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Thursday, December 12, 2013

What is ethical agriculture? It's farming without exploitative shortcuts. Ethical agriculture doesn't abuse livestock, people, or the environment.

The industrial farming system isn't trying to mistreat the animals they raise. It's just a byproduct of a system where animal welfare is never a real concern and businesses are only looking at profit margins.

It starts in the breeding programs that produce the livestock. Pigs are born to sows that live most of their life in a 7' by 2' gestation crate where they can't even turn around. Half of all egg layers have the misfortune of being born male and are thrown into a grinder soon after hatching. Modern breed turkeys are no longer capable of natural mating and must be artificially inseminated. In contrast, ethical breeding programs would provide comfortable housing, make more use of natural mating, and only produce livestock that have a chance of some type of reasonable life. Heritage breeds would be a common sight on ethically managed farms.


Ethical production methods would allow livestock to express instinctive behaviors; in fact most producers would use these traits to their advantage. Modern poultry, swine, and cattle confinement operations often have the animals living in terrible conditions; overcrowded, covered in manure, and lungs filled with ammonia. Ethical production would have animals that are clean, healthy, and happy.

Slaughtering procedures should minimize stress, keep animals reasonably comfortable, and render them insensible to pain before they are dispatched. Some of the most horrid examples of animal abuse come from slaughter facilities that fail to consider these basic ethical considerations.

Another aspect of agriculture is the treatment of people; more specifically, it's customers. The most glaring example is the lack of transparency. You wouldn't go through so much trouble to hide everything if their wasn't something worth hiding. The truth is that they are afraid that if you saw how your food was produced then you might not want to eat it. Ethical farms don't hide what they are doing, they are proud of it. That pride can be seen in the product. Ethical farms produce high-quality, great tasting food that is loaded with nutrition. Very high sanitation standards are also adhered to. In industrial farming the focus is on producing the maximum amount possible for the lowest cost.


More than half of all antibiotics produced in the US are administered to livestock. This is a direct result of the unsanitary conditions of confinement agriculture, if they weren't pumped full of medications then they couldn't survive in that environment. Repeated exposure to antibiotics promotes the spread of resistant strains. At the current rate, we may lose all effectiveness of existing antibiotics. Ethical farms would only use medication when required and would limit or eliminate exposure to other possible dangers(such as GMO grains).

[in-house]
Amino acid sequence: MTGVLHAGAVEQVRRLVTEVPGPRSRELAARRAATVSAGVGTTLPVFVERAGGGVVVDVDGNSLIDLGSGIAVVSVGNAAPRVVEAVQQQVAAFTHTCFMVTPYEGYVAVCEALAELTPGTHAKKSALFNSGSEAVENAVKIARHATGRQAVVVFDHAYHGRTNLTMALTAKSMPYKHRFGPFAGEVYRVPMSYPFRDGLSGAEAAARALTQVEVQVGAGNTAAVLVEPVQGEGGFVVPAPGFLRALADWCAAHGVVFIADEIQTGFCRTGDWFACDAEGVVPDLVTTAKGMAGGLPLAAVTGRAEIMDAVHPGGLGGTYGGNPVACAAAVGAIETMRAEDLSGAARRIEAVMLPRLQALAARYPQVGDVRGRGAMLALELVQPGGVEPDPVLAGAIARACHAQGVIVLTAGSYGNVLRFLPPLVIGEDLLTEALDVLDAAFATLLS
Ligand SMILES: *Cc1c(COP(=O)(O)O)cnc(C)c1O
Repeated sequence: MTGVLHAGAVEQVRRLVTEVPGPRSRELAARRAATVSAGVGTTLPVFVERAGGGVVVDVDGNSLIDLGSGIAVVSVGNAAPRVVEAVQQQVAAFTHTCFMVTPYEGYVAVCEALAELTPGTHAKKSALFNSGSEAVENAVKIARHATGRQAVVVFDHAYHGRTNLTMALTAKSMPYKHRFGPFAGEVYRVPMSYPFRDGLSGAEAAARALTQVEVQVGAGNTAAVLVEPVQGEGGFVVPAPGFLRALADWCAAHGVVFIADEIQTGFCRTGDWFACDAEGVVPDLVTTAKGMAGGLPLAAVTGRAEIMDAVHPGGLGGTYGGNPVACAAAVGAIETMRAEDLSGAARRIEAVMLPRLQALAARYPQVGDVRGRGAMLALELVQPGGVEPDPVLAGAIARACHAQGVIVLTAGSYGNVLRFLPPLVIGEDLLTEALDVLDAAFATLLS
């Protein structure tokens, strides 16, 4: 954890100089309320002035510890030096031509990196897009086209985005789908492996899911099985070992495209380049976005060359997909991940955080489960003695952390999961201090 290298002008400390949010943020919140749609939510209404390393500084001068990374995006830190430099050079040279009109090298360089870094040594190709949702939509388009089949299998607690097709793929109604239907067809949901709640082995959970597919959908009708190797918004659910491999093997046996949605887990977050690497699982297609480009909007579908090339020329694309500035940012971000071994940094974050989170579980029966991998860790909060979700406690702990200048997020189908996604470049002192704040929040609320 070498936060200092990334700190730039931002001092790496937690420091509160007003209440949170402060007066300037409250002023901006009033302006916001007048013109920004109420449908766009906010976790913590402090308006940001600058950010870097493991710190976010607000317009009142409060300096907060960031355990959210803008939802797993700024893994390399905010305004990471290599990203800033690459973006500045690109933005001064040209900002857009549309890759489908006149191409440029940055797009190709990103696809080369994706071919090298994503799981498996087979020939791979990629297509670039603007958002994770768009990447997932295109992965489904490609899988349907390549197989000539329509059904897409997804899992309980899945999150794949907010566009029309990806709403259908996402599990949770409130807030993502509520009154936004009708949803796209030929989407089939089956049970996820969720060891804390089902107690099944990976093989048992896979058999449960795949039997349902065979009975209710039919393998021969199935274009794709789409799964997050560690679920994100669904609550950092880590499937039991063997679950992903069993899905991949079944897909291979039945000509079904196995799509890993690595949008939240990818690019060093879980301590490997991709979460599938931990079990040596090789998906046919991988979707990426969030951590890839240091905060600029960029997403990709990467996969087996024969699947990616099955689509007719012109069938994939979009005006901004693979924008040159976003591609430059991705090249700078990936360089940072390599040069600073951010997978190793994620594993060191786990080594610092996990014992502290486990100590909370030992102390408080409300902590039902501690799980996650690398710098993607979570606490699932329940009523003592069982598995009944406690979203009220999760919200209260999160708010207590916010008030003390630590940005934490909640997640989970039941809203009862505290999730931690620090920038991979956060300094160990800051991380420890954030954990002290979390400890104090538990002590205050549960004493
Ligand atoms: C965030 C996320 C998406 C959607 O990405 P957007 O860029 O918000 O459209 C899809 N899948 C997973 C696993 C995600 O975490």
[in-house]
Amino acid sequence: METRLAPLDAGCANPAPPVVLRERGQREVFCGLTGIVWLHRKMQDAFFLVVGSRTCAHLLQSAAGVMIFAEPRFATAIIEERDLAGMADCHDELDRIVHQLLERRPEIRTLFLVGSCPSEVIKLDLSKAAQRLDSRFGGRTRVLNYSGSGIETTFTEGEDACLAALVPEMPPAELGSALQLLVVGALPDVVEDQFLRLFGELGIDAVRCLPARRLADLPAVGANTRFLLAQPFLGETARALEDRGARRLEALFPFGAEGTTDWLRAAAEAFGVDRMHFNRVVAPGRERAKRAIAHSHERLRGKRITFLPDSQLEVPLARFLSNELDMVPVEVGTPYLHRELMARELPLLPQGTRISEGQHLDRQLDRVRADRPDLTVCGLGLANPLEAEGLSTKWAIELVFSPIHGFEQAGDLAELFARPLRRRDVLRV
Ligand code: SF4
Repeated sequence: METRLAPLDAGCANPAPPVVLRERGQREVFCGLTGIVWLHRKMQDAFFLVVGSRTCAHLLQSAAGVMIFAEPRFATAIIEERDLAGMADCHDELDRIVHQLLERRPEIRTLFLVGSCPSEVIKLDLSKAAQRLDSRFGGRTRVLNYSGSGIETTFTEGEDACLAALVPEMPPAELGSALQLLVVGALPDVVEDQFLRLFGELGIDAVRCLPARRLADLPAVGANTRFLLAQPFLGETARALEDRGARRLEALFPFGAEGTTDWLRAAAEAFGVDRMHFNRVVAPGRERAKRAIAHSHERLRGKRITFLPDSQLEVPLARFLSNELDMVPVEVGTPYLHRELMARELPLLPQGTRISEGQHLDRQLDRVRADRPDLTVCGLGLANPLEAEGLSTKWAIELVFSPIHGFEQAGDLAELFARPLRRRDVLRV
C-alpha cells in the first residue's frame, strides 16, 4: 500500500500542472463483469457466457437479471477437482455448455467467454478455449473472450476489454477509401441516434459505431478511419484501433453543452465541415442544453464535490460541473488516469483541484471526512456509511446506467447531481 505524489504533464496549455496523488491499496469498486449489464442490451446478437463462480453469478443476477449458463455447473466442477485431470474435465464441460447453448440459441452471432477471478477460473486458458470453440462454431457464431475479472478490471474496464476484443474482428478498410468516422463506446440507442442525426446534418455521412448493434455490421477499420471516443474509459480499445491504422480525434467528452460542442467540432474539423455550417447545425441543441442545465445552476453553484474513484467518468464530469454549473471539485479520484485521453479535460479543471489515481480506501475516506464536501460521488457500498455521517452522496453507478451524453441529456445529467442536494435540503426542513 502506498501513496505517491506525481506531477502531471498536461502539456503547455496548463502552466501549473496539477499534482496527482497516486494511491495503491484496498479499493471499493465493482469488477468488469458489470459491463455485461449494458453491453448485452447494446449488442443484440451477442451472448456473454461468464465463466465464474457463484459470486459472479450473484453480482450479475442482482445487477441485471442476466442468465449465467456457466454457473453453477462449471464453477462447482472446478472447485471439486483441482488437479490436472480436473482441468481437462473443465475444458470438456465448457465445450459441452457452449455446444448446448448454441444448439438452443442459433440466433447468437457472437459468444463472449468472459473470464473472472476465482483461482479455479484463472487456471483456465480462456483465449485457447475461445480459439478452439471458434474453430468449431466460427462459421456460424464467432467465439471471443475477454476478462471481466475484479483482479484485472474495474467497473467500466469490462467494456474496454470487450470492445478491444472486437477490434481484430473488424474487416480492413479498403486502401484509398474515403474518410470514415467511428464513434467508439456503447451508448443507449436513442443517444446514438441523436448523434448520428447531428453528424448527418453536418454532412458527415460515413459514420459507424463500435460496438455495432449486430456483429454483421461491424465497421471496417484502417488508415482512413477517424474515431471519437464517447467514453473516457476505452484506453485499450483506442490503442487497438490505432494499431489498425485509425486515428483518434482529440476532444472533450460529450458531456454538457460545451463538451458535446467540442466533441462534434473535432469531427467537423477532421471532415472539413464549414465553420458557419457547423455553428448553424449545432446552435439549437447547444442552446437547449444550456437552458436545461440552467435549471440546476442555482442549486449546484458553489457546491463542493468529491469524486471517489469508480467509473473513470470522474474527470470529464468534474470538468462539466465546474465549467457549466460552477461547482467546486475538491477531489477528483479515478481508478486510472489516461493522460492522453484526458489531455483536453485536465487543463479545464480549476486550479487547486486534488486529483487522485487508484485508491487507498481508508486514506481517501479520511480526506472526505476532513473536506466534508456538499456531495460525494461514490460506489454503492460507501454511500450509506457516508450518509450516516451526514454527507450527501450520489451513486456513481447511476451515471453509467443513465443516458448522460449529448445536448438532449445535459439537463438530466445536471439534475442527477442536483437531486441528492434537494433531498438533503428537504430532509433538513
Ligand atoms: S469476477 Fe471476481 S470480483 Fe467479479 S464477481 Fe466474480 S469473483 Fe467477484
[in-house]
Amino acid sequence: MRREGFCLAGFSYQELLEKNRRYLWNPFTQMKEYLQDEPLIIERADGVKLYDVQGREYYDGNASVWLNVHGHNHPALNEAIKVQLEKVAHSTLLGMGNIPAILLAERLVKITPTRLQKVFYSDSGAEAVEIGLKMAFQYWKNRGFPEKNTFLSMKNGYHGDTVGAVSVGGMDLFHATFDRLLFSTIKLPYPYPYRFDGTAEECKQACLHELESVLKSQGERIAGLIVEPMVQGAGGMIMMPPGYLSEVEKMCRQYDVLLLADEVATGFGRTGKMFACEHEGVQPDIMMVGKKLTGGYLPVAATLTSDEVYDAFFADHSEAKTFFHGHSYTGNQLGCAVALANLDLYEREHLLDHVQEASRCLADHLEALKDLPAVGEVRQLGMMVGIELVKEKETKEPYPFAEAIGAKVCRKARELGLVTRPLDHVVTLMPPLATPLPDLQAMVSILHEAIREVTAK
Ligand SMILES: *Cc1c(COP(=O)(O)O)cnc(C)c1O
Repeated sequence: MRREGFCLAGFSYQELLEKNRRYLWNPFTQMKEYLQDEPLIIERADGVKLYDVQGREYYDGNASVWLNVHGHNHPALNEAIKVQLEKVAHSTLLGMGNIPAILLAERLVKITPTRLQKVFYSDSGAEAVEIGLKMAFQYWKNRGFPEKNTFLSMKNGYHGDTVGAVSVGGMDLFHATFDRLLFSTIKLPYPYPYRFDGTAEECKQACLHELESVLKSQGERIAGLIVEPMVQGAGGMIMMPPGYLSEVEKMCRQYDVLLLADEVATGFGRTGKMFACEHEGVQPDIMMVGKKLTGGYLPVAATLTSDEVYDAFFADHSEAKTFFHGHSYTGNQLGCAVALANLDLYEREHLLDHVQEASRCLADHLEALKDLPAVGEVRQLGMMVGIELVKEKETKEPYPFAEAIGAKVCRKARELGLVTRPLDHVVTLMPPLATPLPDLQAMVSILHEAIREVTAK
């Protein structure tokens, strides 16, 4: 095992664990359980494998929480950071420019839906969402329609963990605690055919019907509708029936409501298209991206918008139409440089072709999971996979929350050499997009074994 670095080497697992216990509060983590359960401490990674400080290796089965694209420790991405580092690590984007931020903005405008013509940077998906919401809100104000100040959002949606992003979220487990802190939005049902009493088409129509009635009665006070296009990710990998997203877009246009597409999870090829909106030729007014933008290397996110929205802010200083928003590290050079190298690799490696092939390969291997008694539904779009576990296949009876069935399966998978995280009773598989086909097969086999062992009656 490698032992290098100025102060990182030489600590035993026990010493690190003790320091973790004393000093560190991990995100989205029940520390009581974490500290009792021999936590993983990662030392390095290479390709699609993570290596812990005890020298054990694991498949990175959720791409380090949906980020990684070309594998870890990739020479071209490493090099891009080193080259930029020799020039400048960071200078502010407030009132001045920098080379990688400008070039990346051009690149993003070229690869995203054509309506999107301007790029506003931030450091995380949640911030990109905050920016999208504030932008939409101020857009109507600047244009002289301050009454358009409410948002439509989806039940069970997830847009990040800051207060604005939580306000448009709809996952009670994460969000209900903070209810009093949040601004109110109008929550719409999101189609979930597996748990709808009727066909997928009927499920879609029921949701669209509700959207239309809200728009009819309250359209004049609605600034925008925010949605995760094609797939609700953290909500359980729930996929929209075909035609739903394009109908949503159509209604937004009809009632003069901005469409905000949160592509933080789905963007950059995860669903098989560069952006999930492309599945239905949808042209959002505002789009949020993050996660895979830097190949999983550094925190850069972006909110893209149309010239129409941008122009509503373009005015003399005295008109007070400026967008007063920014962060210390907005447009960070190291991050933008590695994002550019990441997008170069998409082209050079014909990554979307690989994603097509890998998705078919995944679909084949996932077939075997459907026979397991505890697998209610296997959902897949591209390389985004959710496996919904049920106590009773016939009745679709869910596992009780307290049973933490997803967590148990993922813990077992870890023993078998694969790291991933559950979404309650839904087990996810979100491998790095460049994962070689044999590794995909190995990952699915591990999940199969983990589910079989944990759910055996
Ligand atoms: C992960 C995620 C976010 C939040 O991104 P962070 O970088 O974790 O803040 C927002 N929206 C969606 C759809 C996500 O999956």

Ethical farms help protect the environment. One way they do this is biodiversity. Industrial agriculture favors monocropping, plating an entire field with a single species. This causes soil chemical imbalance and allows faster rates of disease transmission. Ethical farms utilize polycultures such as companion planting, multispecies grazing, and "salad bar" pastures.

Chemicals such as herbicides and pesticides are overused in industrial agriculture. Ethical agriculture would greatly reduce or eliminate the use of these chemicals in favor of more natural types of controls. Examples would be guinea fowl for tick control or geese removing weeds from strawberry fields.

Finally, ethical farms minimize erosion by reduced tillage, cover crops, perennials and tree crops. Not only does this help maintain topsoil, but it also helps prevent flash flooding and sequesters carbon. Industrial farming plows fencerow-to-fencerow year after year. Organic matter in the soil burns up from oxygen exposure and greatly reduces the water holding capacity. Rain then runs off the farm instead of soaking into the soil and it takes the topsoil with it and can cause flooding. Without any water stored in the soil, drought conditions are exacerbated. Ethical farms can soak up rain and store it in the soil for later use.

Ethical agriculture is all about how we treat animals, people, and the environment. In the next post, we will talk about what EthicalAgriculture.Org will do to promote these ideas and what types of services we can offer.


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